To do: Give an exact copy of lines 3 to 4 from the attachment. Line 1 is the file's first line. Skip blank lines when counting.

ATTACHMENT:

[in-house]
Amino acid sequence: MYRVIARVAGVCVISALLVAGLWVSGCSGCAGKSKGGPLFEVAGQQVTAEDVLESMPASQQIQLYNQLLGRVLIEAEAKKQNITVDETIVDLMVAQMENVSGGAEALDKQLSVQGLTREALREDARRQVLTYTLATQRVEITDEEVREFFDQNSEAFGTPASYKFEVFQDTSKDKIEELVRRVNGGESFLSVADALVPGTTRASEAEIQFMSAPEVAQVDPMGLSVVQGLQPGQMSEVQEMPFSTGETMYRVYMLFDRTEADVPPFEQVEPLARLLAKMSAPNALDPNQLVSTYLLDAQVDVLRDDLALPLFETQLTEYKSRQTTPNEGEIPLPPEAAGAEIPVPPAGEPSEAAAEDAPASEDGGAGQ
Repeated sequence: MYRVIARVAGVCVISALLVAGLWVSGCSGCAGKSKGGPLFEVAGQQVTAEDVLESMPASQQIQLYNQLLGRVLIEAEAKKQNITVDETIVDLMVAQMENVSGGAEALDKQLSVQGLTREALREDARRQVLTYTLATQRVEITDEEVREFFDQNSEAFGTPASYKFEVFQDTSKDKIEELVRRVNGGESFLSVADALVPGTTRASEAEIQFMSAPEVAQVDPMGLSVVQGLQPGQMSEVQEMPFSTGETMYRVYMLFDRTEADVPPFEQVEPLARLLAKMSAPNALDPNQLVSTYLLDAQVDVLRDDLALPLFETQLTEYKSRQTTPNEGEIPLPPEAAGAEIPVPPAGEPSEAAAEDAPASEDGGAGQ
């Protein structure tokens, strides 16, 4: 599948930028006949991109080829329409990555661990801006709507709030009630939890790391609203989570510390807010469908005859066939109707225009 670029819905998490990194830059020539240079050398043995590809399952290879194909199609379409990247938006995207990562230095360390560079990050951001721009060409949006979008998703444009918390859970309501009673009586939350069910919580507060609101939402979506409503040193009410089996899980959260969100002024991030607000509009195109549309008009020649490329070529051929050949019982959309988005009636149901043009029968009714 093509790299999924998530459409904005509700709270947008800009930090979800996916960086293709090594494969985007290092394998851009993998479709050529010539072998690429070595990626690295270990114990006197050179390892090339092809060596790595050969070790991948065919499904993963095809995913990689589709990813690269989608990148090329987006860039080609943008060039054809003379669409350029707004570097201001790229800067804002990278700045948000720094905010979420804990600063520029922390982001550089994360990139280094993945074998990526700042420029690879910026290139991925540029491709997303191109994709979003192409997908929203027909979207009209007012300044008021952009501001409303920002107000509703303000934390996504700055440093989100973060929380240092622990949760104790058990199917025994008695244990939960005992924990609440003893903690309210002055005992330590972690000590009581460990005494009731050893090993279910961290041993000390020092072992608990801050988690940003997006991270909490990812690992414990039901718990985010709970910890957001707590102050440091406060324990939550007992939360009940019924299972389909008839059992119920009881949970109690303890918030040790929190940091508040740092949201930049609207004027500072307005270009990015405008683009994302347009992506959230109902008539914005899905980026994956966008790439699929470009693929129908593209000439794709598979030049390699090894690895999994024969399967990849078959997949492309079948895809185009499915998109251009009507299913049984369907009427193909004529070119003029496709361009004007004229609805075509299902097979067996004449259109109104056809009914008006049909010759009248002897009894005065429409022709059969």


Repeated sequence: MYRVIARVAGVCVISALLVAGLWVSGCSGCAGKSKGGPLFEVAGQQVTAEDVLESMPASQQIQLYNQLLGRVLIEAEAKKQNITVDETIVDLMVAQMENVSGGAEALDKQLSVQGLTREALREDARRQVLTYTLATQRVEITDEEVREFFDQNSEAFGTPASYKFEVFQDTSKDKIEELVRRVNGGESFLSVADALVPGTTRASEAEIQFMSAPEVAQVDPMGLSVVQGLQPGQMSEVQEMPFSTGETMYRVYMLFDRTEADVPPFEQVEPLARLLAKMSAPNALDPNQLVSTYLLDAQVDVLRDDLALPLFETQLTEYKSRQTTPNEGEIPLPPEAAGAEIPVPPAGEPSEAAAEDAPASEDGGAGQ
């Protein structure tokens, strides 16, 4: 599948930028006949991109080829329409990555661990801006709507709030009630939890790391609203989570510390807010469908005859066939109707225009 670029819905998490990194830059020539240079050398043995590809399952290879194909199609379409990247938006995207990562230095360390560079990050951001721009060409949006979008998703444009918390859970309501009673009586939350069910919580507060609101939402979506409503040193009410089996899980959260969100002024991030607000509009195109549309008009020649490329070529051929050949019982959309988005009636149901043009029968009714 093509790299999924998530459409904005509700709270947008800009930090979800996916960086293709090594494969985007290092394998851009993998479709050529010539072998690429070595990626690295270990114990006197050179390892090339092809060596790595050969070790991948065919499904993963095809995913990689589709990813690269989608990148090329987006860039080609943008060039054809003379669409350029707004570097201001790229800067804002990278700045948000720094905010979420804990600063520029922390982001550089994360990139280094993945074998990526700042420029690879910026290139991925540029491709997303191109994709979003192409997908929203027909979207009209007012300044008021952009501001409303920002107000509703303000934390996504700055440093989100973060929380240092622990949760104790058990199917025994008695244990939960005992924990609440003893903690309210002055005992330590972690000590009581460990005494009731050893090993279910961290041993000390020092072992608990801050988690940003997006991270909490990812690992414990039901718990985010709970910890957001707590102050440091406060324990939550007992939360009940019924299972389909008839059992119920009881949970109690303890918030040790929190940091508040740092949201930049609207004027500072307005270009990015405008683009994302347009992506959230109902008539914005899905980026994956966008790439699929470009693929129908593209000439794709598979030049390699090894690895999994024969399967990849078959997949492309079948895809185009499915998109251009009507299913049984369907009427193909004529070119003029496709361009004007004229609805075509299902097979067996004449259109109104056809009914008006049909010759009248002897009894005065429409022709059969």